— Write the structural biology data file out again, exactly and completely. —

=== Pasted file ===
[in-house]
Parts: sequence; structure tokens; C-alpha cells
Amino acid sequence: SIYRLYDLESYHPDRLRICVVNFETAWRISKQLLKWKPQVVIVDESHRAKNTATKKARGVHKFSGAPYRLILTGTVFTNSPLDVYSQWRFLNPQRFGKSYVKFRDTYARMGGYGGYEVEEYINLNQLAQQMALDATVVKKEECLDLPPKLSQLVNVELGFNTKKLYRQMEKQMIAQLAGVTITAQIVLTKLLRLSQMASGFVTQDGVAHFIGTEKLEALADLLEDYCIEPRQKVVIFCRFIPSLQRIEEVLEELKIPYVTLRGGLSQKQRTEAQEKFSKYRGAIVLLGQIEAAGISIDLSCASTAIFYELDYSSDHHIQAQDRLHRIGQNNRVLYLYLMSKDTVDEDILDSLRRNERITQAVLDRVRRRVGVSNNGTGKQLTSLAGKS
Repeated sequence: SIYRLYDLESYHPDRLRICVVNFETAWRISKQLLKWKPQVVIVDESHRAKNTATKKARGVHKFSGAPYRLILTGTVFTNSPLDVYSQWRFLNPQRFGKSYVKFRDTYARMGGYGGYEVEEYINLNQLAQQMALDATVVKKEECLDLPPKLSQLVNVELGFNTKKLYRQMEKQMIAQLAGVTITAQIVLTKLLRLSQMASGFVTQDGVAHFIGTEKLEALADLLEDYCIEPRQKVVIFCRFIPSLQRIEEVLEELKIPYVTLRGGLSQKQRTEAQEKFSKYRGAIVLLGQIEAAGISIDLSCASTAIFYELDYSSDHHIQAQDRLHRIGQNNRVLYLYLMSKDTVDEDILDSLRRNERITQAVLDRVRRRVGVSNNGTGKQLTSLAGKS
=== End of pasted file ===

[in-house]
Parts: sequence; structure tokens; C-alpha cells
Amino acid sequence: SIYRLYDLESYHPDRLRICVVNFETAWRISKQLLKWKPQVVIVDESHRAKNTATKKARGVHKFSGAPYRLILTGTVFTNSPLDVYSQWRFLNPQRFGKSYVKFRDTYARMGGYGGYEVEEYINLNQLAQQMALDATVVKKEECLDLPPKLSQLVNVELGFNTKKLYRQMEKQMIAQLAGVTITAQIVLTKLLRLSQMASGFVTQDGVAHFIGTEKLEALADLLEDYCIEPRQKVVIFCRFIPSLQRIEEVLEELKIPYVTLRGGLSQKQRTEAQEKFSKYRGAIVLLGQIEAAGISIDLSCASTAIFYELDYSSDHHIQAQDRLHRIGQNNRVLYLYLMSKDTVDEDILDSLRRNERITQAVLDRVRRRVGVSNNGTGKQLTSLAGKS
Repeated sequence: SIYRLYDLESYHPDRLRICVVNFETAWRISKQLLKWKPQVVIVDESHRAKNTATKKARGVHKFSGAPYRLILTGTVFTNSPLDVYSQWRFLNPQRFGKSYVKFRDTYARMGGYGGYEVEEYINLNQLAQQMALDATVVKKEECLDLPPKLSQLVNVELGFNTKKLYRQMEKQMIAQLAGVTITAQIVLTKLLRLSQMASGFVTQDGVAHFIGTEKLEALADLLEDYCIEPRQKVVIFCRFIPSLQRIEEVLEELKIPYVTLRGGLSQKQRTEAQEKFSKYRGAIVLLGQIEAAGISIDLSCASTAIFYELDYSSDHHIQAQDRLHRIGQNNRVLYLYLMSKDTVDEDILDSLRRNERITQAVLDRVRRRVGVSNNGTGKQLTSLAGKS